Can the minister tell us about the federal government's plans to address "unsustainable agriculture"? Those are the words of the commissioner, who told us that agriculture as it is presently being conducted is unsustainable.

Hon. Sharon Carstairs (Leader of the Government): Honourable senators, like the honourable senator, I read the summary of the report — and I have not had time to read the whole report of the commissioner — with some concern for the future of not only our agriculture viability but also the by-products of that viability and their impact on the entire environmental and ecosystem of our country.

There were also some good news announcements in the reports of both the commissioner and the auditor. They indicated, for example, that Lake Erie, which had been considered a dead lake, is now alive once again. That is good news, but there were certain indications that more must be done. I have been assured that the report is being taken extremely seriously and that it is the desire of the government to work with its provincial partners — because there are provincial partners engaged here — to address the concerns raised by the commissioner.

Senator Spivak: Honourable senators, there is a huge amount of manure getting into ground water and rivers, as the commissioner has stated. She has also stated that this is a federal government problem that the government is not addressing with enough urgency. The issue is quick action because this is a systemic problem. It is a problem that has been going on for some time. It is a problem that Senator Grafstein, for one, has brought to our attention in his bill. However, it needs quick action.

Could the minister bring us back some information as to timelines and the nature of the action to be taken? I know that cannot be done today, but a great number of Canadians are concerned about this issue.

Senator Carstairs: As the honourable senator well knows, because she sits on the Agriculture and Forestry Committee, agriculture is a shared responsibility between the provinces and the federal government. It will be necessary to work with our partners at the provincial level to develop a strategy and to address the issues that have been brought to our attention by the commissioner.


Status of Women

Conference on Women in the Criminal Justice System—Comments by Former Chair of National Action Committee on the Status of Women

Hon. Gerry St. Germain: Honourable senators, my question is directed to the Leader of the Government in the Senate as well. It relates to a statement made here earlier today by a fellow senator about the hostility that seems to have developed in the National Action Committee on the Status of Women. When I was a member of Parliament in the other place and a cabinet minister, I attended meetings of that organization where I observed a hostility toward members of Parliament, regardless of party affiliation. The members of that organization seemed to line up with certain individuals who supported their causes, regardless of how irresponsible the causes were perceived to be by the public.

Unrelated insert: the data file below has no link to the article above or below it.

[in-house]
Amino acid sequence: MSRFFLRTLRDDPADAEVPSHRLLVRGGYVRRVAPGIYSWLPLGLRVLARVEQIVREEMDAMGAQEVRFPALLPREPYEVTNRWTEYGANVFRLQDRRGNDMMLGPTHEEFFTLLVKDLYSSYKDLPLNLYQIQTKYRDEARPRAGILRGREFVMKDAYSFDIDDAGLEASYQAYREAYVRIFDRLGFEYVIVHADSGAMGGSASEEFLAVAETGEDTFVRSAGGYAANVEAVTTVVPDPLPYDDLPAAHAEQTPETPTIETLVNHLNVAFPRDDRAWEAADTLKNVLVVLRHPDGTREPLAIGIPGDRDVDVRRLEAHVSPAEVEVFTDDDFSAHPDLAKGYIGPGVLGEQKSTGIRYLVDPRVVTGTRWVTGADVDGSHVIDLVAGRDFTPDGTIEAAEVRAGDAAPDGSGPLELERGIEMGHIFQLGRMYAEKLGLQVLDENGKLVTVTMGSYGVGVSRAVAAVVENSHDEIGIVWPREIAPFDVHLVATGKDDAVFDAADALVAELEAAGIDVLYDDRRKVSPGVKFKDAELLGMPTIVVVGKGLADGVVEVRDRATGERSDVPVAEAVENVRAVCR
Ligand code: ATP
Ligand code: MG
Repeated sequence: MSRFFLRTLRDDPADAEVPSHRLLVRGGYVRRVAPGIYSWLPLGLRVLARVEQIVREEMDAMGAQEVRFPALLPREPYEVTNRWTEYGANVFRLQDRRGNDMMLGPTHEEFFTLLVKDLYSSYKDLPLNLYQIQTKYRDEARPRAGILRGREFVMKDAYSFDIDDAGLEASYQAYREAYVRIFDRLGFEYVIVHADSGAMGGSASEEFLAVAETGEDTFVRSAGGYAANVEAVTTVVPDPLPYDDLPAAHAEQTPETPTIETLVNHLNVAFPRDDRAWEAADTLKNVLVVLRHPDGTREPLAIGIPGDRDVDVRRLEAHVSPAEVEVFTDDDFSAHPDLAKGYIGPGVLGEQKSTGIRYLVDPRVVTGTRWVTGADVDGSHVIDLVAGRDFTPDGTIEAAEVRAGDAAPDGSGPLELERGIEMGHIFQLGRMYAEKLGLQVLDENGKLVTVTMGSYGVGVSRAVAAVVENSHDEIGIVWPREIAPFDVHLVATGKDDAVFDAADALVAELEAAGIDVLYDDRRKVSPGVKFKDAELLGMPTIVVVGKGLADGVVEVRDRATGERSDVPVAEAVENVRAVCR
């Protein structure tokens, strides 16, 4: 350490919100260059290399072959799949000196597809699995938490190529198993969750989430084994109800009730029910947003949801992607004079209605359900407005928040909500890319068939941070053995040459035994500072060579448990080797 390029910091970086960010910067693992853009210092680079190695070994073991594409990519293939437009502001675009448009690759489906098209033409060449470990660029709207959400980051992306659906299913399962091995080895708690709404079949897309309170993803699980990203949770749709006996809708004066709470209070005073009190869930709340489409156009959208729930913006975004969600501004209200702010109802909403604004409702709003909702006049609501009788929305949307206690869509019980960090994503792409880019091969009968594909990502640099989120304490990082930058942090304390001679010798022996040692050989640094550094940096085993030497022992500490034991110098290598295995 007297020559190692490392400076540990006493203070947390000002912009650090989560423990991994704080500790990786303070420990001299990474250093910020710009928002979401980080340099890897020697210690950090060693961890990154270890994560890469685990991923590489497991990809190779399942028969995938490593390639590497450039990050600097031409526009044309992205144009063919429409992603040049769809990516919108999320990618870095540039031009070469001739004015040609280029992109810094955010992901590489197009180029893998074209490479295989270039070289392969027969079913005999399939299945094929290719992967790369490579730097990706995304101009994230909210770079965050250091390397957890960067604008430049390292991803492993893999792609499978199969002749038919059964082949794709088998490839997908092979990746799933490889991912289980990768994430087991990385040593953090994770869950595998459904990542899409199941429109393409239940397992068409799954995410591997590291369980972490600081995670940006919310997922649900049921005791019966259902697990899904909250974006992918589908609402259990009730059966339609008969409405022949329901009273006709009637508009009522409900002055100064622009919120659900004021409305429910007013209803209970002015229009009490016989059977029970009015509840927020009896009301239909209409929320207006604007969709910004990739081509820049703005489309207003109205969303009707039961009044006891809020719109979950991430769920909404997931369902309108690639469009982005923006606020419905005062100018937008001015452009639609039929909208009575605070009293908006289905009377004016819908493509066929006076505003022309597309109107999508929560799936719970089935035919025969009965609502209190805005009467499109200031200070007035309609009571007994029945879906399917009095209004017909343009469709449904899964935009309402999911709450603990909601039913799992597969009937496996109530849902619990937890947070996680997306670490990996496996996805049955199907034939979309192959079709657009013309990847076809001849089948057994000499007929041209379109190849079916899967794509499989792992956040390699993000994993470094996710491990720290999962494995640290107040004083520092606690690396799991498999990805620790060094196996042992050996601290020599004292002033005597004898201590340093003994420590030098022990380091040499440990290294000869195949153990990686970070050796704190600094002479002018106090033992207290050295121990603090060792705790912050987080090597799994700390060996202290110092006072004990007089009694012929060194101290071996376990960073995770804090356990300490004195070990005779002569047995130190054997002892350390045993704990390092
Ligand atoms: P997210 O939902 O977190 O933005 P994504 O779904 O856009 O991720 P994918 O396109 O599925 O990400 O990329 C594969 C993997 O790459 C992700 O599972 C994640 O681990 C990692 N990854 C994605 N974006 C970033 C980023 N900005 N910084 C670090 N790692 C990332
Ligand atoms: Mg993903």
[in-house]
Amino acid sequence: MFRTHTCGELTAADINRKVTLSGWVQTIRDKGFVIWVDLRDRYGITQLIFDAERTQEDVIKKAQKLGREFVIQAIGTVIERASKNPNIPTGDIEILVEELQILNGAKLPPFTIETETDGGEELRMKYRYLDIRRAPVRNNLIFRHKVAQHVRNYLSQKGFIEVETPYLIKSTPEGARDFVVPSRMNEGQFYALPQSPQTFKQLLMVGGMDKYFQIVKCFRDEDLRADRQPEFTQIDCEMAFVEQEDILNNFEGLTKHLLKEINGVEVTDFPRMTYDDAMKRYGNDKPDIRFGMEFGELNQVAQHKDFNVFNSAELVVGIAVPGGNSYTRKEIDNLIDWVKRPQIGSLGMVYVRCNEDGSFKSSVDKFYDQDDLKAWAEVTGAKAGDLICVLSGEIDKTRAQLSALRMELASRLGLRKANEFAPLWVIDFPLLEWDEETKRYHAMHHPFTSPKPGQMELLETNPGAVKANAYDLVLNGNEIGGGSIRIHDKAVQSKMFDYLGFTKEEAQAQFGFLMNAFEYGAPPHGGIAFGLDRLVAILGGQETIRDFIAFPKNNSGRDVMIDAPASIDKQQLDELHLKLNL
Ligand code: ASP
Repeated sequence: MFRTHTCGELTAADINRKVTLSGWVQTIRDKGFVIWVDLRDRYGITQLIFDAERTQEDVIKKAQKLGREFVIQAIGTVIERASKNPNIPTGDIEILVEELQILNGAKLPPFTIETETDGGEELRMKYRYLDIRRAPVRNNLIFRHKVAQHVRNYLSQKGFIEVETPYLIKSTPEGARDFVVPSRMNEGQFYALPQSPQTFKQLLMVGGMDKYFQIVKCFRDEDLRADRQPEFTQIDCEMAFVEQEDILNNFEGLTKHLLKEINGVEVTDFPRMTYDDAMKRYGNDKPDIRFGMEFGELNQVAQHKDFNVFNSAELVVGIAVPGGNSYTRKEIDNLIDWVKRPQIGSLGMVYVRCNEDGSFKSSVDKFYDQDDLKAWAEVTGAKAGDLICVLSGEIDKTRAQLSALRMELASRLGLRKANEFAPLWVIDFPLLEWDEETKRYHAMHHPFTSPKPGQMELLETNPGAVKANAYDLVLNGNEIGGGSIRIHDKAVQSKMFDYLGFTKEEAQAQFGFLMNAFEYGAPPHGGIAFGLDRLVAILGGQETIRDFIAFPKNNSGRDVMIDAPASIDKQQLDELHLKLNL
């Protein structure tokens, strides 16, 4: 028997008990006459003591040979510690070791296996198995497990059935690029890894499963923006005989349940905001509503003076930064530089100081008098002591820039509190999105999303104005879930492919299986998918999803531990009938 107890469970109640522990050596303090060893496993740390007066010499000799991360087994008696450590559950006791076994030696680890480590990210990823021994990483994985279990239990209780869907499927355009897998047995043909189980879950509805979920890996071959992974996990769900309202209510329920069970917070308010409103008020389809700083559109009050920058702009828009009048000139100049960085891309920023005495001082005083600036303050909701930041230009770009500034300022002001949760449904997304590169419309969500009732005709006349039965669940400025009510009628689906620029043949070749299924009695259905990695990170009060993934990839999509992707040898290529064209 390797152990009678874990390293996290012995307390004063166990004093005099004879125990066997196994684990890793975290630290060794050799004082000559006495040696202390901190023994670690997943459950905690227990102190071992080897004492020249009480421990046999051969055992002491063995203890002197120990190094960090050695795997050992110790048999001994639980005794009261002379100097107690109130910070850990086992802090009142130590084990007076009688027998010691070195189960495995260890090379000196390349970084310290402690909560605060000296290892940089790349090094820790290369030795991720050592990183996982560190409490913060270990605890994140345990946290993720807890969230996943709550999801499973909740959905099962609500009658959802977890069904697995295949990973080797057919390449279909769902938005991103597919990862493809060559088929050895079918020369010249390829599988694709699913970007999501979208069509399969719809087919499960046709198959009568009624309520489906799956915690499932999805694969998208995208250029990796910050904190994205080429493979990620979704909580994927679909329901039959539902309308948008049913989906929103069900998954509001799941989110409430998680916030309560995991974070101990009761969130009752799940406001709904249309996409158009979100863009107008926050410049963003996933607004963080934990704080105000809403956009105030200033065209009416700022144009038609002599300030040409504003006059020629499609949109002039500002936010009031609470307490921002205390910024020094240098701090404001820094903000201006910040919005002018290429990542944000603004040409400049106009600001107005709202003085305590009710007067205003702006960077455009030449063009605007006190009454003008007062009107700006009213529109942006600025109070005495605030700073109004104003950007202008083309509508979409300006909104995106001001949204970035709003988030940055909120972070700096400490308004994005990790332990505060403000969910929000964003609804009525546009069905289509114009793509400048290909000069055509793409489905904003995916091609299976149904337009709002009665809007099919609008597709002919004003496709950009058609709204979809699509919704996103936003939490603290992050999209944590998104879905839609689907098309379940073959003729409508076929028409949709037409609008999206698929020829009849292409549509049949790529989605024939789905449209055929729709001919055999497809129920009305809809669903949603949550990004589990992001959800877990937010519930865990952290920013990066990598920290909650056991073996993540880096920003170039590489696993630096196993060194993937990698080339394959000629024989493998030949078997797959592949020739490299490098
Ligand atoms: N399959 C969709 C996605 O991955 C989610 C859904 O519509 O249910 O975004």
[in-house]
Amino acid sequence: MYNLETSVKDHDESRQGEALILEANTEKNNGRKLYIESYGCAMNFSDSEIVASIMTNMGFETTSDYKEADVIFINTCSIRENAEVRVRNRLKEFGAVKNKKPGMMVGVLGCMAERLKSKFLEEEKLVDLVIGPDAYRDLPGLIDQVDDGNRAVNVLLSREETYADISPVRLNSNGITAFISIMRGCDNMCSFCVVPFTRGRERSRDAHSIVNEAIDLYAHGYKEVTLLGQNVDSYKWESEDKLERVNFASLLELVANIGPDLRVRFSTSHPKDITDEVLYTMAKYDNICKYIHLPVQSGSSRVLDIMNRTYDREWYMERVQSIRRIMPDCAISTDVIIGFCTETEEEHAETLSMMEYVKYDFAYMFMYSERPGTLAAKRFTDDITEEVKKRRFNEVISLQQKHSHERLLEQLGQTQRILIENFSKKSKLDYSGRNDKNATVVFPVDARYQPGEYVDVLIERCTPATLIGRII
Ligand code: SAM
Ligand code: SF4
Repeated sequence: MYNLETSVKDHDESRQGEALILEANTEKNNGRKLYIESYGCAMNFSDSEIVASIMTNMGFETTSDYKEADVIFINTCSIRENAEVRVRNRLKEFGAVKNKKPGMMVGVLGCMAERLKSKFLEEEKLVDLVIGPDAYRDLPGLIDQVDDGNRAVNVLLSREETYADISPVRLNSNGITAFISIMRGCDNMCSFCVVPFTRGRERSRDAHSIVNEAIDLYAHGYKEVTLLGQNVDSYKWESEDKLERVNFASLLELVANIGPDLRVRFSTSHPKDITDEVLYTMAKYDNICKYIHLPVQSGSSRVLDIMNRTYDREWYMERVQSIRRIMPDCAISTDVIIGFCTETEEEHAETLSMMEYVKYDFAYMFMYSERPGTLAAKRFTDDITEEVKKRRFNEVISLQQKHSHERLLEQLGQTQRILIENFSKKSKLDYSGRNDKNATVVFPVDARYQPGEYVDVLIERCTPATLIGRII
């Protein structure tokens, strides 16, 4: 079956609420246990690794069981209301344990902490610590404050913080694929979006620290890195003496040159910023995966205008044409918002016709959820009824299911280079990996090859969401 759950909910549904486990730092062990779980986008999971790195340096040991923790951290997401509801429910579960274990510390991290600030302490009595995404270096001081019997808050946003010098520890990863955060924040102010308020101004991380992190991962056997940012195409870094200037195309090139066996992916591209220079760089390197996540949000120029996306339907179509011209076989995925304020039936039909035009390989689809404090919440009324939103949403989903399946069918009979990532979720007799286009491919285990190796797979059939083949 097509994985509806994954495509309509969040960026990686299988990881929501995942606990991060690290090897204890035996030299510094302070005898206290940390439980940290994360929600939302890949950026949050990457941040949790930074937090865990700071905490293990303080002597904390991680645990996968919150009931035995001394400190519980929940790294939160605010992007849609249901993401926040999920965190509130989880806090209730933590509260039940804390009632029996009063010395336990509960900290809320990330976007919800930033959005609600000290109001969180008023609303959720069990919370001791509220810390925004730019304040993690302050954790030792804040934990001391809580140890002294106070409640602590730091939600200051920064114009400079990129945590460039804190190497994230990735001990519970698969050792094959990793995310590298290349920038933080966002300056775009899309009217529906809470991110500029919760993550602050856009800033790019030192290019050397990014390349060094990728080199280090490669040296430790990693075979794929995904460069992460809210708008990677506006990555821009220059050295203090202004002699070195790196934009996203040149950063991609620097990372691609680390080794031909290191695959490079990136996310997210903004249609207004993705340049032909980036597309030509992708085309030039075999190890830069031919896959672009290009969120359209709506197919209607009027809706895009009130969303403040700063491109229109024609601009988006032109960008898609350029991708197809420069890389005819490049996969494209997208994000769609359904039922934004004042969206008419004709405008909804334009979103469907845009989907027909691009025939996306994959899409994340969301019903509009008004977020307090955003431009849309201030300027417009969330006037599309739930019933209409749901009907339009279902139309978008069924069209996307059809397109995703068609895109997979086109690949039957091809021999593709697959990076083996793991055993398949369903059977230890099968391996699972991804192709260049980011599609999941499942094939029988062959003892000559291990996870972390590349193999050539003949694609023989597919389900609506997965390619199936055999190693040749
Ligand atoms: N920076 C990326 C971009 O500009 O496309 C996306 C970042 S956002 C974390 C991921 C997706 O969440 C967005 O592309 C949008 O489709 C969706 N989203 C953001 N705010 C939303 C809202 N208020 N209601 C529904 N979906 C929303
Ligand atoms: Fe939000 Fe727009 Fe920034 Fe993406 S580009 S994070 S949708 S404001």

When I represented 130,000 people in Mission—Port Moody, I could never identify one single person who belonged to this organization. Yet it was funded quite generously by the federal government and has been since. I am not singling out the government of the day as the only contributor to this organization.

The hostility I am speaking of was exhibited in the presence of a cabinet minister and a senator. It is easy to say that the senator should have walked out, but I do not know what I would have done had I been there. I imagine that the shock of the message was enough to keep one seated.

Does the honourable minister not think it is time to reconsider the funding of special interest groups in general, but especially that of those that appear to have developed a deep-rooted hostility toward everyone that is not with them?

Hon. Sharon Carstairs (Leader of the Government): Honourable senators, I will be very clear. The author of the speech referred to is a former chair of the National Action Committee on the Status of Women. She was not attending the conference on behalf of the National Action Committee on the Status of Women. She was invited because she is a professor at the University of British Columbia and is apparently knowledgeable about issues impacting the lives of women in Third World countries.

Like Senator Pearson, I dissociate myself completely from the remarks made. I do not think they were helpful in contributing to the dialogue in this country that is helping to develop policy.

It is my understanding that organizations like the National Action Committee on the Status of Women no longer receive core funding. They only receive project funding when a project proposal is deemed worthy of support.

Canada-United States Inter-Parliamentary Group

Forty-second Annual Meeting—Report of Canadian Delegation Tabled

Leave having been given to revert to Tabling of Reports from Inter-Parliamentary Delegations:

Hon. Jerahmiel S. Grafstein: Honourable senators, I have the distinct privilege and honour of tabling the report of the Canadian delegation of the Canadian-United States Inter-Parliamentary Group to the forty-second annual meeting held in the Rockies from May 17 to 21, 2001. I commend this report to all senators for careful reading.


National Defence

Quality of Family Life in the Military—Inquiry—Debate Continued

On the Order: